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Pint

This is why...

I use Opera,

I have 500mb limit and often find myself streaming Web radio to ensure I get my monies worth.

Just pissed that this Tablet S won't tether with my N8

Beer for Friday.

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The writer is too kind to the operators.

The cost of internet peering/transit is negligible in this context - the only significant cost of supporting heavy users is the impact on capacity/performance in the mobile network. Hence the subscriber charging regime is decided by the service provider purely based on their internal costs and their analysis/expectation of subscriber behaviour is response to tariffs.

Given that all the networks have the capability of turning off data services when usage thresholds are reached, their policy of continuing to deliver service, albeit at a much higher charging rate, so high that no rational consumer would continue to use it, is clearly intended to deter subscribers from taking lower price plans, or, in case of 'unlimited' usage plans, simply profiteering.

A simple remedy would be the requirement to explicitly offer subscribers the option of turning off data service when thresholds are reached, or, better still, outlaw punitive charging regimes in favour of either pro-rata charging for excess use, or simply blocking service when thresholds are reached.

Of course, were that principle to be extended to call and text services, it would blow a massive hole below the waterline in the whole current mobile service tariff regime, which depends so heavily on getting subscribers to buy more minutes/texts than they need, simply to avoid punitive charges when usage thresholds are breached.

So don't expect any changes to any tariffs any time soon!

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Anonymous Coward

Vodafone is terrible

I ditched Vodafone because their 3G coverage and data bundles for smartphones are pathetic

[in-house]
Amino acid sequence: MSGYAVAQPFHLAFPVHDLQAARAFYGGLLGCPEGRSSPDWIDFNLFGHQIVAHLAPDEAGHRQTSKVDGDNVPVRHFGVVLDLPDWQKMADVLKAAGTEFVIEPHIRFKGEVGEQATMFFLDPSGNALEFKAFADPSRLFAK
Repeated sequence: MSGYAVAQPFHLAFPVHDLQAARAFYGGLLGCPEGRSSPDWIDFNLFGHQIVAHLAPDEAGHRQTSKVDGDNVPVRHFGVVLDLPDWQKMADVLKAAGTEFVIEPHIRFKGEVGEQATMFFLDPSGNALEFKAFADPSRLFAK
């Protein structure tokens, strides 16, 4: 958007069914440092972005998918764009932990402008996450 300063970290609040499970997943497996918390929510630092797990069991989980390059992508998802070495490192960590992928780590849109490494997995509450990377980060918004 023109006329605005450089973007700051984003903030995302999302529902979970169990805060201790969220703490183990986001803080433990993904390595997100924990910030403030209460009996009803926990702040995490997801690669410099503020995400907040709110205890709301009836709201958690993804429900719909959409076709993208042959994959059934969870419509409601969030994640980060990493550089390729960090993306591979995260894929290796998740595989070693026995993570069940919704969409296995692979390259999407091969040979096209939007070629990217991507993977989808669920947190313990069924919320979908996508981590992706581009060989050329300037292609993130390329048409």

I managed to stay within the 1Gb because I hardly got a 3G signal where I needed it!

Now I'm on one of the two networks which offer true unlimited data.. in my case it's giffgaff which runs on the o2 network.

The difference is like night and day! I can use my phone when and where I need it, and I don't have to worry about how much I use!

Well done giffgaff.. now please don't become like $ky and the other mobile networks.. as in don't reel your customers in and then start raising prices and becoming more uncompetitive!

And good riddance Vodafone! Rubbish 3G coverage, no 3G on 900 MHz, pathetic data limits.. and still expensive!

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Doesn't matter if they do, use your biggest contract-free advantage and just jump ship to the next best deal. If none of them are as good, just bite the bullet and think of the good times

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Anonymous Coward

Vodafone is terrible - part two

Further to my last post, I forgot to show a way out of mobile data hell for those of you who felt my pain to, giffgaff are offering free SIMs with £5 credit if you want to give it a try! http://bit.ly/vqQRgf

Don't forget that Three do unlimited data deals too, but they are more and more lacking in 2G backup signal (from Orange) as they are switching it off in areas deemed to have sufficient signal strength.

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@Vodafone is terrible

+1. Just returned to Three, which completes my trying all of the networks.

£5.11 per month for 2GB data and free skype is hard to beat. Net-neutrality FTW.

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Headmaster

"so that then begs the question"

No, it doesn't. I don't think you know what that expression means.